Last Updated on July 26, 2022 by Dave Farquhar
The IBM PS/2 line was a fairly radical departure from the older IBM PC line. This was deliberate, as IBM wanted to disrupt the clone industry, which it saw as a threat to its business. Here’s a look back at the IBM PS/2 vs PC, the line it replaced.
IBM succeeded with the PC because it created an ecosystem, not just a PC. IBM’s misstep was creating an open architecture and then trying to close it back up after the fact with the PS/2. In IBM’s defense, it’s not clear whether they knew this at the time. If nothing else, in the case of the IBM PS/2 vs PC, IBM created a classic case study of open architecture vs closed.
One size fits all vs tailored
One problem with the PC line was that it was one size fits all. Over time IBM released a few new models, but they still didn’t necessarily fit any individual’s particular need all that well. Each model had to fulfill a pretty wide array of needs. That was one reason the gray market existed.
It was wise for IBM to take this approach, however. In 1980, IBM didn’t really know what it was building. Small computers were still really new and IBM didn’t know how people would use them. So they built something extensible with expansion slots, similar to Apple’s approach with the Apple II.
From a collector’s standpoint it’s nice: The PC was a 4.77 MHz 8088 with floppy drives. The XT was a 4.77 MHz 8088 with a hard drive. The XT-286 was a 6 MHz 286 with a hard drive and an 8-bit bus. The AT was a 6 or 8 MHz 286 with a hard drive and a 16-bit bus. The need to tailor the solution is one reason you rarely find any IBM PC in factory stock configuration.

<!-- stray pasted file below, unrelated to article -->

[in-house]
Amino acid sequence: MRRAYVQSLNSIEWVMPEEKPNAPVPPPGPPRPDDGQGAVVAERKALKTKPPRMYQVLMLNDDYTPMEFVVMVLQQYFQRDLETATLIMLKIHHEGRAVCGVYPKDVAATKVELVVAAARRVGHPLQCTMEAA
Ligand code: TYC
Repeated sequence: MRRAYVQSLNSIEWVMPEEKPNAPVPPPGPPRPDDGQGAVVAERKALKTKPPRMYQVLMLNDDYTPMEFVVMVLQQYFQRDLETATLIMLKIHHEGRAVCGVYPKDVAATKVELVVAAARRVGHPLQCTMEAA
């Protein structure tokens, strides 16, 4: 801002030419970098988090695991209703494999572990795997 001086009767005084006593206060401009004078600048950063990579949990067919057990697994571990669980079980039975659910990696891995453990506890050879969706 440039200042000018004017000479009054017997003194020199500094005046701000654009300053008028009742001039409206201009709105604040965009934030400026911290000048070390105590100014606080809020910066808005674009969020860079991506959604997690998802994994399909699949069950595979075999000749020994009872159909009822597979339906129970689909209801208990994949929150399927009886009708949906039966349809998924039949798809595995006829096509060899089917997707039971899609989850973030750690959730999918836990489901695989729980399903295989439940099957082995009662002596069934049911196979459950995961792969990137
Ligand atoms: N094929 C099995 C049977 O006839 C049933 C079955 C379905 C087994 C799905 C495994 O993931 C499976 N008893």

The PS/2’s tailored approach
The PS/2, by contrast, had a different model for every CPU Intel offered at the time, and frequently had both a compact model and a larger model. Sometimes that meant a compact desktop vs a bigger one, in the case of the Model 25 and 30, or a desktop vs a full tower, in the case of the Model 70 and 80.
If you just used a computer for typing letters and light spreadsheet use, an 8086-based Model 25 or 30 was fine. An accountant would more likely want a 286-based Model 50. The Model 60 made a good light-duty server. The Model 70 was an expensive computer for CAD and other similarly demanding work. The Model 80 was intended to be a powerful server.
In addition, it added new higher color MCGA or VGA displays and 3.5 inch floppy drives, which made their product line more competitive with the new generation of machines based on the Motorola 68000 CPU.
The PS/2 business model was much closer to how computer makers do things today, although the models lasted much longer on the market than they do now.
Open architecture vs closed
The PC line was very open architecture. IBM published all of the specs for everything. Cloners simply re-implemented the specs, then could build nearly a bolt-for-bolt clone of IBM’s original. Many early clones were just that. Eventually they progressed to building stuff that looked different but still fit a particular layout, so a 386, 486, or even Pentium board would fit where a 286 board originally went.
It was entirely possible to take an early IBM PC, replace everything in the box, and end up with something that was all third party except for the case and badge. For most of the 1990s, I could walk into any computer store and buy an AT motherboard that would fit any AT case, IBM or non-IBM. I might neither know nor care who made the board.
Farewell to consistency
IBM closed it all up for the PS/2 line, except for the very basic Model 25 and Model 30, which retained the old ISA architecture. Anything faster, though, got the Microchannel (MCA) architecture. IBM would license it to other makers, but they paid for the privilege. Few took them up on it, and even fewer found it worthwhile to stick with it.